English String Orchestra at Stafford

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Philip M
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Joined: Thu Aug 22, 2019 2:38 am

English String Orchestra at Stafford

Post by Philip M » Sat Nov 30, 2019 2:18 pm

There are a number of lesser known orchestras in Britain that are generally based outside of the major cities. The Orchestra of the Swan is based in Stratford on Avon and the Northern Sinfonia in Gateshead, for instance.

The English Symphony Orchestra was founded by William Boughton in 1978 and has its base in Worcester. Given that location, it is not surprising that they are also known as the “Orchestra of Elgar Country” - the Malvern Hills being in Worcestershire. The strings of the orchestra give their own concerts, as The English Strings.

Yesterday the strings made their first visit to the Gatehouse Theatre in Stafford, the county town of Staffordshire, which is about 60 miles north of Worcester. Stafford has been badly served by orchestras. The Manchester Camerata used to give an annual concert there, but their last visit was in 2014 (it included Beethoven’s Triple Concerto with Benjamin Grosvenor!). Perhaps the dearth of concerts was the reason why the audience last night was rather dour and unresponsive. The hall was only about half full, giving an audience of perhaps 200+.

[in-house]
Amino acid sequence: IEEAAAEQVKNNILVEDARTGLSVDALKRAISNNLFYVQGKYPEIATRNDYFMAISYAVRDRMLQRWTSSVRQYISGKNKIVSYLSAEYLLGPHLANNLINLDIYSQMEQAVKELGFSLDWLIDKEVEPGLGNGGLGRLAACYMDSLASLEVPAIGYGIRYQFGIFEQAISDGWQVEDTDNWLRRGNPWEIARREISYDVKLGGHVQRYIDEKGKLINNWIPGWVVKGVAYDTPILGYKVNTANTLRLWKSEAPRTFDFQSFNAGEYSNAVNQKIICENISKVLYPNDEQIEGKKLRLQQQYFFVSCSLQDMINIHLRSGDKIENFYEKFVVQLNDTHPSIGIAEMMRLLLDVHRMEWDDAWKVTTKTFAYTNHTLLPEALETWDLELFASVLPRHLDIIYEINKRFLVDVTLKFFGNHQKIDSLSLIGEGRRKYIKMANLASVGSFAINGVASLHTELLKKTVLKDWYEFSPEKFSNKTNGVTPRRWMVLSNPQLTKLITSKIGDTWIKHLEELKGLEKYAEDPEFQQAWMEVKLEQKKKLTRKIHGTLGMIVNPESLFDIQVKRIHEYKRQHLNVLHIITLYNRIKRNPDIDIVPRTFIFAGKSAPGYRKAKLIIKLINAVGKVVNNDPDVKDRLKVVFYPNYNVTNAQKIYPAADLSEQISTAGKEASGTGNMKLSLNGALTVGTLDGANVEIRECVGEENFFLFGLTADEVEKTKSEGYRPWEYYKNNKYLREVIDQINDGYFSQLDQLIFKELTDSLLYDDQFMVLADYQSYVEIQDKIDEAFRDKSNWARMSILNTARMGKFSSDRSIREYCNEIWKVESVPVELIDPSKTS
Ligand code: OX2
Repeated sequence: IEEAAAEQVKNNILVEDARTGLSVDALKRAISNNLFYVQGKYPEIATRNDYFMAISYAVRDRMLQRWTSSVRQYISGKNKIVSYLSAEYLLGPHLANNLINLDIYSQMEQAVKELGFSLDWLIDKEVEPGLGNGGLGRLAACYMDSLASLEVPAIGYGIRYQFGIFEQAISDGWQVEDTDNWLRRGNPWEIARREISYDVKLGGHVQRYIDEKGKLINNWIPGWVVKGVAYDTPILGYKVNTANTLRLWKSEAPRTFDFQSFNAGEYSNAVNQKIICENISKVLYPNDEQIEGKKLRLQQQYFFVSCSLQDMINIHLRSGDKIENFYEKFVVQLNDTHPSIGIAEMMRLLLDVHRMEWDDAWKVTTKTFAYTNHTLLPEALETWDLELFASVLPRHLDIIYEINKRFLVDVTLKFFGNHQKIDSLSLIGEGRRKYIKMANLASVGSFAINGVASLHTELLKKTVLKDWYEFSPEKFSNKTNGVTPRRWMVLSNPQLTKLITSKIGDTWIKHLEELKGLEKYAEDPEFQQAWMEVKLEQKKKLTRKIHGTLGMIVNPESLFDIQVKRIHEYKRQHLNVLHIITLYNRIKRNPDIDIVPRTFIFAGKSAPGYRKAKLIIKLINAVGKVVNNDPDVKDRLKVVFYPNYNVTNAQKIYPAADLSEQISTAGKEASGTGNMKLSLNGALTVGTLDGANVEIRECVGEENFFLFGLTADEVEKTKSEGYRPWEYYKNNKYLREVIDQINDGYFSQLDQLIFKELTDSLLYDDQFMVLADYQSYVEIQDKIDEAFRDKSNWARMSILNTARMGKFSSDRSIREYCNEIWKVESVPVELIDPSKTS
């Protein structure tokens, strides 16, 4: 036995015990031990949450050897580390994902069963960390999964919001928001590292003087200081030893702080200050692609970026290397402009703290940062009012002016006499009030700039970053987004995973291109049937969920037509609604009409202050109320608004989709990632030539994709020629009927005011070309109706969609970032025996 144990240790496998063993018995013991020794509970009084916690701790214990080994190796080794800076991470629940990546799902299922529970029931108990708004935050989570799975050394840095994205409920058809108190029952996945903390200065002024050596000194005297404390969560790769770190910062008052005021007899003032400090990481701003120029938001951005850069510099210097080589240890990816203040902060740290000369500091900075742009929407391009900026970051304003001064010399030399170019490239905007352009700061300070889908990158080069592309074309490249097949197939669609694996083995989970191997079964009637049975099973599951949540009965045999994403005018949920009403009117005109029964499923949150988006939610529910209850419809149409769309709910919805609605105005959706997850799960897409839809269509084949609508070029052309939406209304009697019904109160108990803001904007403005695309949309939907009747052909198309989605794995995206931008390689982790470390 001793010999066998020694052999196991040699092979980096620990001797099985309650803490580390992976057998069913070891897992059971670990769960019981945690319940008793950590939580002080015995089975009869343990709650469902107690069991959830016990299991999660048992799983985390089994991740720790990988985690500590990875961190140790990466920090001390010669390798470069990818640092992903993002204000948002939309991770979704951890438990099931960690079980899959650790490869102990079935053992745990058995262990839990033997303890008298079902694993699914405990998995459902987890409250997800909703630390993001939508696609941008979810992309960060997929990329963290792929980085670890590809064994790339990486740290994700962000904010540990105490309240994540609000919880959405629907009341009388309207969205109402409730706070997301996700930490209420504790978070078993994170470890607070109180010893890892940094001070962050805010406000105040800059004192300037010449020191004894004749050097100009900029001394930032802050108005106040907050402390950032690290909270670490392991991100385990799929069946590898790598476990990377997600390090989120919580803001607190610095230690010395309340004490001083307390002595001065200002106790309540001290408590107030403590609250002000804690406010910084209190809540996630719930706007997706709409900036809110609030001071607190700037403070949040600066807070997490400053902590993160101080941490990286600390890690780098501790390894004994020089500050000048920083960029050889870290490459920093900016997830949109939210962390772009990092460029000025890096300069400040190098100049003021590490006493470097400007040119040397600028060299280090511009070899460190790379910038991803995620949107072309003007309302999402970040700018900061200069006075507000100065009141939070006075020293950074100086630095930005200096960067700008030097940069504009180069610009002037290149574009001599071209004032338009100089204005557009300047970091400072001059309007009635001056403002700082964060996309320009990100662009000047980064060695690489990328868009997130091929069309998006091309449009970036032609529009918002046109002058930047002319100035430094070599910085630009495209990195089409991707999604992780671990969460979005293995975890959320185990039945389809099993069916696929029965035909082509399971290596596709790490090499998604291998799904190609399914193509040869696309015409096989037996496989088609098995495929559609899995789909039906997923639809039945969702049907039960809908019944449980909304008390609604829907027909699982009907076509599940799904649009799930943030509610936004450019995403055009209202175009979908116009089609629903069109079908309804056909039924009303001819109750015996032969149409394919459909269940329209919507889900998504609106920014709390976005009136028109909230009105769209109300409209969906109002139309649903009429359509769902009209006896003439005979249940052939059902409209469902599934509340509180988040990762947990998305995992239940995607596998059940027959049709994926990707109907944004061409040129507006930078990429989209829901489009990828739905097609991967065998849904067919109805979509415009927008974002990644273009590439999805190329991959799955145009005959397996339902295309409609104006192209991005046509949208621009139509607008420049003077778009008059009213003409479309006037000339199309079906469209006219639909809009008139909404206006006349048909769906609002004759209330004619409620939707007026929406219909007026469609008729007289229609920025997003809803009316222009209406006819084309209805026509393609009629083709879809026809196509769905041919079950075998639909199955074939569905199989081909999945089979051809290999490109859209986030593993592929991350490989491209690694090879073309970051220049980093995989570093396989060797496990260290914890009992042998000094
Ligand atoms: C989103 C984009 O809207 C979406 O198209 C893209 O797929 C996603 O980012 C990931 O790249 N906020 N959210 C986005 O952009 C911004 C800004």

The orchestra’s Principal Conductor, the American Kenneth Woods, brought the strings to Stafford and did a good job introducing the works to the audience. It was a small string ensemble: 4-4-3-2-1.

The concert had two very diverse halves. Traditional English “pastoral” music constituted the first half. Not, I have to say, a style of music that particularly appeals to me! Elgar’s Serenade for strings opened the concert. There was plenty of attention to detail from Woods, but tempi were slow. Draggingly slow, in my view, in the second movement. More molto largo than larghetto.

Vaughan Williams’ The Lark Ascending followed, beautifully played by the leader, Zoë Beyers. Zoë led the CBSO for several years before leaving following her pregnancy and house move to Shrewsbury. There was a reduced orchestration too to just 2 violins, 2 violas, 2 cellos and 1 double bass.

The first half ended with a newish orchestration by Donald Fraser of 4 songs by Elgar to form a15 minute suite “Songs for Strings”. Pleading, A Child Asleep and Queen Mary’s Lute Song were followed by The Queen’s Hall, which is not a song at all, but the improvisation that Elgar recorded on the piano - in Queen’s Hall: hence the title!

A complete change of mood after the interval with Woods’ orchestration of Tchaikovsky’s StringQuartet No.3. The quartet is dedicated to the memory of Ferdinand Laub who had been the violinist in the premieres of Tchaikovsky’s first 2 quartets and who had died aged just 43. The tragedy and passion are very prevalent in the long first movement. There is joy and desperation, tragedy and ecstasy. The 2nd movement is a complete contrast - a mercurial playful scherzo. The third movement is explicitly a funeral march, dark and very Russian. The final movement is exuberant and uplifting. Tchaikovsky saying “life goes on”? Especial mention to the 4 section leaders who had important solos in the orchestration: Zoë Beyers, Catherine Leech, Helen Roberts, Hasso Wontolla.

Interestingly, 12 of the 14 players were female.


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